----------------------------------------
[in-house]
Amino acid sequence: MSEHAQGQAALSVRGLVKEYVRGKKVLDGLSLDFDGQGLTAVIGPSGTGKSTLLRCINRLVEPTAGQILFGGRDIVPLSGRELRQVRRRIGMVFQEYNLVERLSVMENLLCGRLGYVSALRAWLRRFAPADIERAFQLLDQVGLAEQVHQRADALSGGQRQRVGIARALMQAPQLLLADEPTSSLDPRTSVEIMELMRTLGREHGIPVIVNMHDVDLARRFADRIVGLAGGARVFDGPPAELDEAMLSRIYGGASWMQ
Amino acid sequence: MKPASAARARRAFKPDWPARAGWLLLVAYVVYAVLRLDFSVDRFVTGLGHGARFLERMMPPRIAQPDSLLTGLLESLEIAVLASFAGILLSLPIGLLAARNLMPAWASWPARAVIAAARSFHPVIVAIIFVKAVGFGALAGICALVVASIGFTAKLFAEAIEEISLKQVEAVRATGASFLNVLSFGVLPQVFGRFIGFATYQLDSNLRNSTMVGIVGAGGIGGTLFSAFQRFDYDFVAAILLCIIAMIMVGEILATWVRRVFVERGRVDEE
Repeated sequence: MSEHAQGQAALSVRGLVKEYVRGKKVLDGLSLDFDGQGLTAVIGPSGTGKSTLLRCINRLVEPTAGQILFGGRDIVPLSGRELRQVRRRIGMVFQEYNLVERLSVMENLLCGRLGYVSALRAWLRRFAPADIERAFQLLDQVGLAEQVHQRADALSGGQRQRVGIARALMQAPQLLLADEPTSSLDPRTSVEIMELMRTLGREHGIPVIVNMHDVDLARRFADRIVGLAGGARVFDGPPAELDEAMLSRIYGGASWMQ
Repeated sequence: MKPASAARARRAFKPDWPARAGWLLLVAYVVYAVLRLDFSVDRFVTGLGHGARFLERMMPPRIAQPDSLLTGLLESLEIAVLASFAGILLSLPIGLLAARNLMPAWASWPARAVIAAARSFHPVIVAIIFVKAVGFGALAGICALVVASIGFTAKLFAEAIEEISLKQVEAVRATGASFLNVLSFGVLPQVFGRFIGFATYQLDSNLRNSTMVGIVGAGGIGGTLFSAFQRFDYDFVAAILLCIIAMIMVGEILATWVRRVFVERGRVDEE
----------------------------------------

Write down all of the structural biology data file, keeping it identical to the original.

[in-house]
Amino acid sequence: MSEHAQGQAALSVRGLVKEYVRGKKVLDGLSLDFDGQGLTAVIGPSGTGKSTLLRCINRLVEPTAGQILFGGRDIVPLSGRELRQVRRRIGMVFQEYNLVERLSVMENLLCGRLGYVSALRAWLRRFAPADIERAFQLLDQVGLAEQVHQRADALSGGQRQRVGIARALMQAPQLLLADEPTSSLDPRTSVEIMELMRTLGREHGIPVIVNMHDVDLARRFADRIVGLAGGARVFDGPPAELDEAMLSRIYGGASWMQ
Amino acid sequence: MKPASAARARRAFKPDWPARAGWLLLVAYVVYAVLRLDFSVDRFVTGLGHGARFLERMMPPRIAQPDSLLTGLLESLEIAVLASFAGILLSLPIGLLAARNLMPAWASWPARAVIAAARSFHPVIVAIIFVKAVGFGALAGICALVVASIGFTAKLFAEAIEEISLKQVEAVRATGASFLNVLSFGVLPQVFGRFIGFATYQLDSNLRNSTMVGIVGAGGIGGTLFSAFQRFDYDFVAAILLCIIAMIMVGEILATWVRRVFVERGRVDEE
Repeated sequence: MSEHAQGQAALSVRGLVKEYVRGKKVLDGLSLDFDGQGLTAVIGPSGTGKSTLLRCINRLVEPTAGQILFGGRDIVPLSGRELRQVRRRIGMVFQEYNLVERLSVMENLLCGRLGYVSALRAWLRRFAPADIERAFQLLDQVGLAEQVHQRADALSGGQRQRVGIARALMQAPQLLLADEPTSSLDPRTSVEIMELMRTLGREHGIPVIVNMHDVDLARRFADRIVGLAGGARVFDGPPAELDEAMLSRIYGGASWMQ
Repeated sequence: MKPASAARARRAFKPDWPARAGWLLLVAYVVYAVLRLDFSVDRFVTGLGHGARFLERMMPPRIAQPDSLLTGLLESLEIAVLASFAGILLSLPIGLLAARNLMPAWASWPARAVIAAARSFHPVIVAIIFVKAVGFGALAGICALVVASIGFTAKLFAEAIEEISLKQVEAVRATGASFLNVLSFGVLPQVFGRFIGFATYQLDSNLRNSTMVGIVGAGGIGGTLFSAFQRFDYDFVAAILLCIIAMIMVGEILATWVRRVFVERGRVDEE